Maybe I wasn't patient enough, but I didn't find the 1522 to be as plug-and-go as the Netgear WNHDE111. First, the product comes set to the Bridge mode, not Auto, by default. So those of you (like me) in the "I-don't-need-no-steenking-manual!" club will wait in vain for the units to connect if you buy a pair to use as AP and Bridge.
Second, the Quick Install Guide that comes with the product doesn't really have a recommended procedure, just an explanation of the switch positions. And there's no setup wizard on the CD either.
D-Link sent a pair of 1522's, so I set the Auto / AP / Bridge Mode switch to Auto on both, connected one to my LAN's switch and the other to the Ethernet port on one of my notebooks and waited. And waited.
From the UPnP notification that popped up on my PC, it appeared that the unit connected to my LAN detected the DHCP server and switched to AP mode. But the 1522 connected to my notebook didn't automatically connect, since the Ethernet icon in the System Tray continued to show a no-connection state.
I tried this a couple of times, first resetting both units to factory defaults and then plugging in the LAN-connected unit, waiting about 10 seconds and plugging in the notebook-connected unit. But no connection was to be had.
But when I set the LAN-connected unit to AP mode and the notebook-connected 1522 to Bridge, the pair connected right up. So my recommendation is to skip the Auto position on the switch and use the AP or Bridge positions as your application dictates.
I also tested the Wi-Fi Protected Setup (WPS) feature by pushing the buttons located on the side of each unit. Although setup appeared to take the full 2 minutes, the WPS session completed successfully, resulting in an auto WPA mode configuration, which I think meant that the link was secured via WPA2 / AES.
The slideshow will walk you through most of the 1522's configuration screens, so I'll just hit a few key points here. Getting to the admin interface when the product is in AP mode is easy, since it defaults to grabbing IP settings via DHCP and sends out a UPnP advertisement.
But getting to the Bridge mode admin can be a pain. Since the mode defaults to a 192.168.0.50 fixed IP, you'll need to change a wired machine that's plugged into the Bridge mode 1522's switch to an unused IP in the same range if your LAN is using another subnet before you can login.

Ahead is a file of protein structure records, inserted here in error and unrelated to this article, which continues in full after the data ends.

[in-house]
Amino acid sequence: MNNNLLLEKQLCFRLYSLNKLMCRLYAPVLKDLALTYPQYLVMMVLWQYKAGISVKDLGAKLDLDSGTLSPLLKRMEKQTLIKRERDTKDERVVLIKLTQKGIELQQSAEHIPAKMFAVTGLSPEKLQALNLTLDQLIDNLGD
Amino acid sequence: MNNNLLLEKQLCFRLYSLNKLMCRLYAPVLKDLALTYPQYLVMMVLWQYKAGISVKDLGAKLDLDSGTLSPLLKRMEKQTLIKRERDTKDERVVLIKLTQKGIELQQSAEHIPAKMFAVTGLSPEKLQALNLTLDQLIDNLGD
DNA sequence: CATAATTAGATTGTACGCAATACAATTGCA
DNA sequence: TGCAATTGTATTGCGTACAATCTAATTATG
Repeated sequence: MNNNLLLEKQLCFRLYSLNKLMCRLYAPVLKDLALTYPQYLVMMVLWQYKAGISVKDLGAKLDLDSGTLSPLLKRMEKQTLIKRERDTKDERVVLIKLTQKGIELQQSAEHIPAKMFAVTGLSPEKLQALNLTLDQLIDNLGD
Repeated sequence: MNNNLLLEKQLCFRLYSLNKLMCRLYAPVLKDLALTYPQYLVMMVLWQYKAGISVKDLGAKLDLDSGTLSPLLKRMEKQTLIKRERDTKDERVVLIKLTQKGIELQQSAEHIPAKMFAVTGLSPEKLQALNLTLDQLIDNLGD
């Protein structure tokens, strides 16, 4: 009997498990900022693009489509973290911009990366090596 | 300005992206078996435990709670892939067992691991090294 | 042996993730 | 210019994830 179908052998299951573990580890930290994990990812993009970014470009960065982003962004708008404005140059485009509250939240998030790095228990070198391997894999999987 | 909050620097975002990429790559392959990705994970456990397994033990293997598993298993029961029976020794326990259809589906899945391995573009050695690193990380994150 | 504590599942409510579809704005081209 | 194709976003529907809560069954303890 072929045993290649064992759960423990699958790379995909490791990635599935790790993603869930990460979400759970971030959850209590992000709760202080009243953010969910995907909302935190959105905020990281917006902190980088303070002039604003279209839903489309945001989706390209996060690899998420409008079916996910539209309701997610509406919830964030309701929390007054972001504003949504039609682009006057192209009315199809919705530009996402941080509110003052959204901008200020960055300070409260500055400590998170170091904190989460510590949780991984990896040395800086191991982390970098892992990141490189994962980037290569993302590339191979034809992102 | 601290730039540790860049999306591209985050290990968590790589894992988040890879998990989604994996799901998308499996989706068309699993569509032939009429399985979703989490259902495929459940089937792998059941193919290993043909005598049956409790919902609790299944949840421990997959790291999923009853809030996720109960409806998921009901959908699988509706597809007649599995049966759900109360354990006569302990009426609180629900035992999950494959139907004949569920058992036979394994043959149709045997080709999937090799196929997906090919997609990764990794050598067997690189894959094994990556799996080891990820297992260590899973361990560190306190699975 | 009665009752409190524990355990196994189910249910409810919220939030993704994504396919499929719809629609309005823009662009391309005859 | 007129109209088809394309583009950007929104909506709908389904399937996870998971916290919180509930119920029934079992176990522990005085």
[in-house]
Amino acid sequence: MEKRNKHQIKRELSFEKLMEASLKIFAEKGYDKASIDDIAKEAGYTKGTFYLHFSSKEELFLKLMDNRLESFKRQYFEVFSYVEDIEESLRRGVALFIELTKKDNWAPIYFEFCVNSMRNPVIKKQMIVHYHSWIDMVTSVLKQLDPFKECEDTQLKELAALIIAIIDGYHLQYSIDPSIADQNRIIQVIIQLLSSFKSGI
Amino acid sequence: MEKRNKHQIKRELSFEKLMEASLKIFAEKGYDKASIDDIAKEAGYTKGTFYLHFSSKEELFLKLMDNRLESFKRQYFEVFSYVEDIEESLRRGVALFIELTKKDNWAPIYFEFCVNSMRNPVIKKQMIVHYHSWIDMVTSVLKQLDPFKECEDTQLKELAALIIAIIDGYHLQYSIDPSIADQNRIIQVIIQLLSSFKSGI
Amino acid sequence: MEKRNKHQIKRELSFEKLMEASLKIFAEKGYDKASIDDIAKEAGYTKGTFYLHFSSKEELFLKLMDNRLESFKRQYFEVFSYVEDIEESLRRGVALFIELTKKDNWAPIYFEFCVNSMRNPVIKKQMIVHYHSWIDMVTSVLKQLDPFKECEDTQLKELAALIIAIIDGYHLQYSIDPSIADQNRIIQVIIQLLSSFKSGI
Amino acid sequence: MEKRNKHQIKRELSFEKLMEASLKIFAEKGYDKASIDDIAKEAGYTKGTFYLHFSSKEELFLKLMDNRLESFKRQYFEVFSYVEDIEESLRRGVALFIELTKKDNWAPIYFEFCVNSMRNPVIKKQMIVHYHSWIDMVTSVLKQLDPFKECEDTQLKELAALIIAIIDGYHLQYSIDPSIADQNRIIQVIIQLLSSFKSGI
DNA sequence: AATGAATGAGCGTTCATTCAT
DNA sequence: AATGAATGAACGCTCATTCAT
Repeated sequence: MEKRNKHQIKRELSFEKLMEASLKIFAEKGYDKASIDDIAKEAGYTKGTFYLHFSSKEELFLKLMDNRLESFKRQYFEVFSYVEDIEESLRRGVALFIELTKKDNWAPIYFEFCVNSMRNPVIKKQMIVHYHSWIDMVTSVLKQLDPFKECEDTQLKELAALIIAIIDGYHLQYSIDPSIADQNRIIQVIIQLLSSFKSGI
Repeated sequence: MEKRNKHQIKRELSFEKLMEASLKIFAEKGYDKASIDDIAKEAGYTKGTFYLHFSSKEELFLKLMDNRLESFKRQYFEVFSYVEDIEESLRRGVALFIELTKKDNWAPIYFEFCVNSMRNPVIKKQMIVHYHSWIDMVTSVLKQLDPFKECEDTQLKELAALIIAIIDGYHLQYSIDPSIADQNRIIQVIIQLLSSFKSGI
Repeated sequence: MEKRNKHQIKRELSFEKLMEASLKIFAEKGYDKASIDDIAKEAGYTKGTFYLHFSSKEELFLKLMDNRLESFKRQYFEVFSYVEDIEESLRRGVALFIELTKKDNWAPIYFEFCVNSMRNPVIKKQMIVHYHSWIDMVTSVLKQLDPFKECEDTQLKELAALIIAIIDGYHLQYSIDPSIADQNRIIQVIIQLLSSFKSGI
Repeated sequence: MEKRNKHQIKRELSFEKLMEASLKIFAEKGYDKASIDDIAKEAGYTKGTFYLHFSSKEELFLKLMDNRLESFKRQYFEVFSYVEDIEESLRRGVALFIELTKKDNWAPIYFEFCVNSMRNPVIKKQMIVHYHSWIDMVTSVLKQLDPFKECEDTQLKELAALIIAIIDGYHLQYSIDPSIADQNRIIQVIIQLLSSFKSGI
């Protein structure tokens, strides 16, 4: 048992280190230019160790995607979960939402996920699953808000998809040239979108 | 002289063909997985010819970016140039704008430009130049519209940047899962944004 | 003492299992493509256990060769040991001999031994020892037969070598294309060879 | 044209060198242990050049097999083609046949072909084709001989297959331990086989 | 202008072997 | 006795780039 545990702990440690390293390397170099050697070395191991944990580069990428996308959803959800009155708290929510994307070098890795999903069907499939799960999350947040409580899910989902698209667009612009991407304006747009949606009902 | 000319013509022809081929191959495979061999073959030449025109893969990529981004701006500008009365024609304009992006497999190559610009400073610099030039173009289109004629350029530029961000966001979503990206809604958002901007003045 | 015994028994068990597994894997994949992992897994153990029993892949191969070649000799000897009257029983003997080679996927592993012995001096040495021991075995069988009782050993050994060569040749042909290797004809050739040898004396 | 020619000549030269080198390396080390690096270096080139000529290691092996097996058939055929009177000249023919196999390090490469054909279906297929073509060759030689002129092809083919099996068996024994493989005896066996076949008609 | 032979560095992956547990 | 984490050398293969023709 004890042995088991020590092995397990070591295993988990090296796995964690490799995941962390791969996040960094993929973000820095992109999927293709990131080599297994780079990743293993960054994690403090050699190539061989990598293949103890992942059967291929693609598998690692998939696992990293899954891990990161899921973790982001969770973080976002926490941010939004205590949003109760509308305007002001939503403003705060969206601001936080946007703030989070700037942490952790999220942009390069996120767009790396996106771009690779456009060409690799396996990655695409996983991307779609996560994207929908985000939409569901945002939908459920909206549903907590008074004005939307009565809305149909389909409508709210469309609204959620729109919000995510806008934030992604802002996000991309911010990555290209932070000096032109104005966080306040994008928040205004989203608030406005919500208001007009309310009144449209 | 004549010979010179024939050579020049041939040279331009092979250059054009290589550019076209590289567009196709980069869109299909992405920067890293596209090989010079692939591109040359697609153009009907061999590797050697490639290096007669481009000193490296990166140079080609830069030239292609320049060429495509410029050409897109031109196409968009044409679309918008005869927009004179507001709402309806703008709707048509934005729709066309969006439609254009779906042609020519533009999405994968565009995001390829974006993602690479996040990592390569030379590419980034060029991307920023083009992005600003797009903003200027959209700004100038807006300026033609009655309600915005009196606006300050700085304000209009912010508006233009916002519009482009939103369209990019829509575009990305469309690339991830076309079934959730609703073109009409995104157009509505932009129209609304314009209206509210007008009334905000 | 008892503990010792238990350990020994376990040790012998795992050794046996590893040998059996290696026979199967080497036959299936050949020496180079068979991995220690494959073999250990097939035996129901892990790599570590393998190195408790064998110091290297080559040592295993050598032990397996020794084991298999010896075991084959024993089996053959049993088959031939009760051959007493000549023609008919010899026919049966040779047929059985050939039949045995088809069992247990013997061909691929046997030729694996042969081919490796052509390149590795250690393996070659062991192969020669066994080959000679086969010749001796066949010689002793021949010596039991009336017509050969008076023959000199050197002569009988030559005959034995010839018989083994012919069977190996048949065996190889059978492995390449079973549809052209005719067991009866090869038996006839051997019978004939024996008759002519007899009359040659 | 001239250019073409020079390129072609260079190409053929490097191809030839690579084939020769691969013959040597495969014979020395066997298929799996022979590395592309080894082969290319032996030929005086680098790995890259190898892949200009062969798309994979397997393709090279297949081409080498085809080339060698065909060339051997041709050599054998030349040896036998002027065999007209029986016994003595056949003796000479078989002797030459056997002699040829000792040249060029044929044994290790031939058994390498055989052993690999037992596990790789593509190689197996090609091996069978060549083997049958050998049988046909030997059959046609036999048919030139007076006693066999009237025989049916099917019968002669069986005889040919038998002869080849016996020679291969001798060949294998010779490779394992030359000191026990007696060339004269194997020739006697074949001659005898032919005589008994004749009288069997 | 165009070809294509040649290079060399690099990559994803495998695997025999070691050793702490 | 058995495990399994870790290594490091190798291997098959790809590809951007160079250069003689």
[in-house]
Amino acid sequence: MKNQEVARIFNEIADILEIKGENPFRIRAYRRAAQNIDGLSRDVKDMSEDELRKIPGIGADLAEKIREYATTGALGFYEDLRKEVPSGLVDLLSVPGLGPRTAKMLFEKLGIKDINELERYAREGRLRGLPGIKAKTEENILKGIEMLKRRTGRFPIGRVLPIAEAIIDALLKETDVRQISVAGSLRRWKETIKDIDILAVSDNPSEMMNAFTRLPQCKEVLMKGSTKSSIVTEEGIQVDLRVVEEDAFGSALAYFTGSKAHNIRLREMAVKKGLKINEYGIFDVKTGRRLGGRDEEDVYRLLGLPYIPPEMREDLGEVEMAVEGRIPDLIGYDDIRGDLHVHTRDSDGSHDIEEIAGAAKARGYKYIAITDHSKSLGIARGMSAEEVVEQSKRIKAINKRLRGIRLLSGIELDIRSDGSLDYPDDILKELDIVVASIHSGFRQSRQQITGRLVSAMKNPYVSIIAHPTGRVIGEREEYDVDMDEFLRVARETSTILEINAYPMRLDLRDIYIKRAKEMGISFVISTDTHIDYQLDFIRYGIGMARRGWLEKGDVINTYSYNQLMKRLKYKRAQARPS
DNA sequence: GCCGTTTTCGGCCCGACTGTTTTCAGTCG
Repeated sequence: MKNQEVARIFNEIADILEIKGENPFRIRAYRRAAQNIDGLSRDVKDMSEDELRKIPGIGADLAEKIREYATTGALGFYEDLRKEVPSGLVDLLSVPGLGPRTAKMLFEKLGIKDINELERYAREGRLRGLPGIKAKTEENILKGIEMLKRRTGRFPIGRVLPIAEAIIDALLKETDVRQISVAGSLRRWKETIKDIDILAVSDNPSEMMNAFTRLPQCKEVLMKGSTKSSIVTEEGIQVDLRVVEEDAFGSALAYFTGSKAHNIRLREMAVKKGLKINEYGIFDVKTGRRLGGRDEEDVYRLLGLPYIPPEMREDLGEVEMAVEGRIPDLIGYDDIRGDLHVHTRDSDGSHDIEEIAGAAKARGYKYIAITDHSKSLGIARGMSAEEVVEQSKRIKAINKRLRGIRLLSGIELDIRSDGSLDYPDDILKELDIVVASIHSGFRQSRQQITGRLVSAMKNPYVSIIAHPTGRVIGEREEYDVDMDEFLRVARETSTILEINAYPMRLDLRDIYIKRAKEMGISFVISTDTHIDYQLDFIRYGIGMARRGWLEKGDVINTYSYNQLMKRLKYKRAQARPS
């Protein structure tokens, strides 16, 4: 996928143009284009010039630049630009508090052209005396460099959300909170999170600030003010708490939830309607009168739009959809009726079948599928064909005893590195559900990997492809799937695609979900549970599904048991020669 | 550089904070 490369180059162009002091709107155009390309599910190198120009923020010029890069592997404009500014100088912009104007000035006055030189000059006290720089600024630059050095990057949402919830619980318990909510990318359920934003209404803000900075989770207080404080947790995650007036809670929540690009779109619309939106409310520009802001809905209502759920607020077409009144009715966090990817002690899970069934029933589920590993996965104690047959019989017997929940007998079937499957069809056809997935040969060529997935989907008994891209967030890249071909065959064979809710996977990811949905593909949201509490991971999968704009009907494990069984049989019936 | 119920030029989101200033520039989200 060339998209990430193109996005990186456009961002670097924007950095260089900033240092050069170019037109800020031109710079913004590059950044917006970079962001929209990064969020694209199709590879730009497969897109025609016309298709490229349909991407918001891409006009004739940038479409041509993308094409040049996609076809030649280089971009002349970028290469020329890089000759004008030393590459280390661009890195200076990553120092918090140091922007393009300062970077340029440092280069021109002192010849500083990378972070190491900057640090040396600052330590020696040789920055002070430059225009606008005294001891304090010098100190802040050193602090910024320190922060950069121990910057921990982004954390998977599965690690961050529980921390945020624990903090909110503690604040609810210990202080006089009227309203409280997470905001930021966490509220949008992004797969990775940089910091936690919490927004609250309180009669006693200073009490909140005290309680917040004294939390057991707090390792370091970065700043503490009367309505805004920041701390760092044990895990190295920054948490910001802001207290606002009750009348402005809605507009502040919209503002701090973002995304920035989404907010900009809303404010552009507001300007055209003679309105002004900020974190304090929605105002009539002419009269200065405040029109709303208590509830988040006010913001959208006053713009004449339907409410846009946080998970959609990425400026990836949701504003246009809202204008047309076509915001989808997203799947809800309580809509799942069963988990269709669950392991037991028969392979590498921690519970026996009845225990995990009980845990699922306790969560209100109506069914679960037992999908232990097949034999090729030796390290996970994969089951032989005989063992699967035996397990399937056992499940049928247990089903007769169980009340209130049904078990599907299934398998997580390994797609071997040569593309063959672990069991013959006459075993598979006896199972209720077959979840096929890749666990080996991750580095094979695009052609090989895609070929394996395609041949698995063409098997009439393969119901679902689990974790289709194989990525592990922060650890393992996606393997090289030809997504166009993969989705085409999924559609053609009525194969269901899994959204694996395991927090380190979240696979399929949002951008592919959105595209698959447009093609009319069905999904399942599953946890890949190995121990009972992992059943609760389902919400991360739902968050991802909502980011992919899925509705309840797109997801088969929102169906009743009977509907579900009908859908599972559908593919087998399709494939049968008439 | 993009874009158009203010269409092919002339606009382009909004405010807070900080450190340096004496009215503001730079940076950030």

Once in, you can then either set it to DHCP and then hunt for the IP, or a fixed IP outside the range of your LAN's DHCP server (to avoid an IP address conflict).
Figure 4 shows AP mode Wireless Settings, which I've configured for 5 GHz band operation (I also changed the SSID). The 1522 actually defaults to 2.4 GHz, auto channel selection and 20 MHz bandwidth mode. When set to 5 GHz, supported channels are 36, 40, 44, 48, 149, 153, 157, 161 and 165. Note that the Transmission Rate setting doesn't actually work. The only selection available is the Best(automatic) shown.
WEP, WPA and WPA2 wireless security is supported in both modes, with both Personal and Enterprise modes supported for WPA / WPA2.
Figure 4: Manual Setup - AP
When in Bridge mode, the screen changes slightly, with many settings greyed out to reflect the "slave" nature of the mode. Note the auto 2.4/5GHz band option and Site Survey button. The latter pops up a window that shows in-range networks info including SSID, BSSID (MAC address), Channel, Security mode, signal level (in %) and Type (Ad-Hoc or Infrastructure).
Figure 5: Manual Setup - Bridge
The WLAN Partition settings will also come in handy for controlling wireless access. You can block wireless client-to-client connection and also connection between wireless and wired LAN clients. Both are unblocked by default so that everyone can connect.
The Status Page in AP mode has screens for Device Info, Wireless clients, Logs and Statistics. My main complaint is that neither the Status nor Wireless pages indicate the Bandwidth mode. And although the band and mode aren't also explicitly indicated, you can at least infer the band from the Channel indication.